One of the big disadvantages of taking long exposures with DSLR cameras is the introduction of noise especially when higher ISO settings are used. Camera manufacturers have addressed this by using Dark-Frame Subtraction, but taking advantage of Dark-Frame Subtraction (DFS) isn’t always possible. If you’re shooting a sequence of images either for a night time-lapse or startrail photo DFS will introduce unwanted gaps or breaks. If you’re shooting extremely long exposures then your camera battery might not last long enough to complete your exposure, the dark-frame exposure and record the exposure to your memory card. In regard to my pursuit of low-light or night photography for extreme long-exposures, star trails and time-lapses I’ve resorted to shooting without Dark-Frame Subtraction / Long Exposure Noise Reduction and addressing the noise in post-production.
Here’s the technique I employ to manage the digital noise and hot pixels in my extreme long exposure photographs:
- Import & Edit in Lightroom
After each shoot my photos are imported into Adobe Lightroom where I post-process my image to my personal taste adjusting exposure, black/white levels, vibrance, clarity, curves, etc. Note: if you’re curious about the file formats I work with read DNG, RAW and JPEG: What I Use & Why
- Lightroom Noise Reduction
Toward the end of my post-processing I remove chromatic and luminance noise in Lightroom “Develop > Detail” module. To remove chromatic (color) noise it’s not uncommon that I crank the “Color” adjustment all the way to 100 leaving only dust or grain like noise that is white. (see images below)
- Open Image in Photoshop
In Lightroom I right click on my image and “Edit In > Photoshop”. This opens my file with all my Lightroom edits applied in Photoshop.
- Duplicate the “Background” Layer
When my photo is opened in Photoshop a single layer appears titled “Background”. I duplicate this layer which by default is named “Background copy”.
- Dust & Scratches
To the “Background copy” layer (the top layer) I apply “Filters > Noise > Dust & Scratches”. A dialogue box will open allowing you to specify how drastically or minimally you want to apply the filter. This filter will remove noise by blurring the photo. Ideally you want to keep the Radius as low as possible and the Threshold as high as possible. Once doing this your image will look quite blurry and seemingly useless.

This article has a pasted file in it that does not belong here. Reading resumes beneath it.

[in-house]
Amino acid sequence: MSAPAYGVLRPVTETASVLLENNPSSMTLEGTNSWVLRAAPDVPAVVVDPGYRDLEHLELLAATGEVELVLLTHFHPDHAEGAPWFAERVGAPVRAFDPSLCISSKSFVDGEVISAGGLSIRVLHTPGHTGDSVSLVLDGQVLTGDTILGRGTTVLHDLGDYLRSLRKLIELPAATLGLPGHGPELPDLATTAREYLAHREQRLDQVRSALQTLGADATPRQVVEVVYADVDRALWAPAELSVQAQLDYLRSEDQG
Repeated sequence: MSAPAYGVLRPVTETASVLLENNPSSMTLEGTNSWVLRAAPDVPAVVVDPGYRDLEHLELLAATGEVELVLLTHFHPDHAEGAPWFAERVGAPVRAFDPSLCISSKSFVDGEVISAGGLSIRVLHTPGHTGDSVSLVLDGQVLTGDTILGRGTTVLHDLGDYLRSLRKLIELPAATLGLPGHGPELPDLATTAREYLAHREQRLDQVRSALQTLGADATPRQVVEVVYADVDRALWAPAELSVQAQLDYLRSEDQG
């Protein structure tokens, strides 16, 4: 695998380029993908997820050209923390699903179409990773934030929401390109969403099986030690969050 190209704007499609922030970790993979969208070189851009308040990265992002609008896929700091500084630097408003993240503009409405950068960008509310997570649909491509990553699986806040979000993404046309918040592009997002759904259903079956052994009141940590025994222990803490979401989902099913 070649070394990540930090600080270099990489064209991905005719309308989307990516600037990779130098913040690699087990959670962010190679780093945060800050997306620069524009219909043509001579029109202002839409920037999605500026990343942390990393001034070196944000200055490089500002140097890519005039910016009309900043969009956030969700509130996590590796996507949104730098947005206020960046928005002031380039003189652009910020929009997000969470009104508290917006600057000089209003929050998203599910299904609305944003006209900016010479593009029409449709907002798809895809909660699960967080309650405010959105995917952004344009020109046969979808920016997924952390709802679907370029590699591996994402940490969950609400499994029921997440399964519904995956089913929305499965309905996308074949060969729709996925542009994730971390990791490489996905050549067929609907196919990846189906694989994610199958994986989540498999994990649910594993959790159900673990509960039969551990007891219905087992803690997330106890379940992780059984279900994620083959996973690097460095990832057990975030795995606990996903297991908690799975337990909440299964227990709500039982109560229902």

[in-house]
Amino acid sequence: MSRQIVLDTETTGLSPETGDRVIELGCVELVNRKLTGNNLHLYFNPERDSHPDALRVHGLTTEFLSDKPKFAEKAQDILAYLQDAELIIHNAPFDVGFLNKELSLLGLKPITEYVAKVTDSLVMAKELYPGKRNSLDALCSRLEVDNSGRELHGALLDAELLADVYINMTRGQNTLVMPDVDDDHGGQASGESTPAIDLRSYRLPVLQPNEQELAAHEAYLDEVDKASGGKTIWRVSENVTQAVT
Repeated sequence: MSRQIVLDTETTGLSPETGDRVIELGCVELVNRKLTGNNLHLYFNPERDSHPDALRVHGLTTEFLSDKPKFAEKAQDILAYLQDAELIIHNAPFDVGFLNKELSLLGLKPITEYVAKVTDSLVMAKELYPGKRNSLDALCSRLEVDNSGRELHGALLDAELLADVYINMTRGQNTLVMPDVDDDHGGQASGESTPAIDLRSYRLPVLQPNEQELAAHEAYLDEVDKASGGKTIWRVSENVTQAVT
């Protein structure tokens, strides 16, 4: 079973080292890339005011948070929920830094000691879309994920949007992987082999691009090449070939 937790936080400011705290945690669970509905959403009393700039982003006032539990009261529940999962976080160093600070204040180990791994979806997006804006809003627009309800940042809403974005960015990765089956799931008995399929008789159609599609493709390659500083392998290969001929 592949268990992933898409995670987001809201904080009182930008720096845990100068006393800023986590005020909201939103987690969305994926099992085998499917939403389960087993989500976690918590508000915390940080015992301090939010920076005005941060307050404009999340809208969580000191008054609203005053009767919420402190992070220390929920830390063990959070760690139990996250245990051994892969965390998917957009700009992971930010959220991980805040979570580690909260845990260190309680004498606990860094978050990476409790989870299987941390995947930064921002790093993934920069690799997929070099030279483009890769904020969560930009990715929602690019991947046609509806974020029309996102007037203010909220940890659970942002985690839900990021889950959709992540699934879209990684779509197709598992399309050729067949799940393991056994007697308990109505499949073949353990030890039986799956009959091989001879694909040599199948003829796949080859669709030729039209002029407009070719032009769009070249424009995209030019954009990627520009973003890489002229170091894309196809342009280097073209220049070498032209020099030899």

- Employing the Blending Mode “Darken”
To the “Background copy” layer, that has had the “Dust & Scratches” filter applied, I change the blending mode to “Darken”. Magically this will allow the sharper lighter elements of the layer below to show through while keeping the noise free darker elements of the top layer. Once done the last signs of digital noise are removed.
Here’s How It Looks
To show an extreme example below are 1 to 1 crops of The Ancients a 91 minute single exposure taken on my Canon 5D Mark II.
1:1 crop in Lightroom straight out of the camera
Note the seemingly horrific amount of chromatic noise appearing as splotchy colors.
1:1 Crop in Lightroom after color noise reduction
With the Color slider at 100% all that is left are millions of white specks
1:1 crop with noise
Even with chromatic noise removed it would seem there are too many white specks to make this a useable image
1:1 crop without noise
Applying Dust & Scratches and Blending it with the original image magically removes the white specks.
1:1 crop with comparing final vs noise
The same image showing the before and after to highlight the stark difference
1:1 crop from RAW import to Final
What does the end result look like on a web sized image?
Web version with noise
Web version without noise
For web display the improvement may be marginal, but for prints this technique will make a notable improvement. My lone disclaimer is that your mileage may vary with this technique depending how much noise your camera produces, how long your exposures are and what ISO setting you use.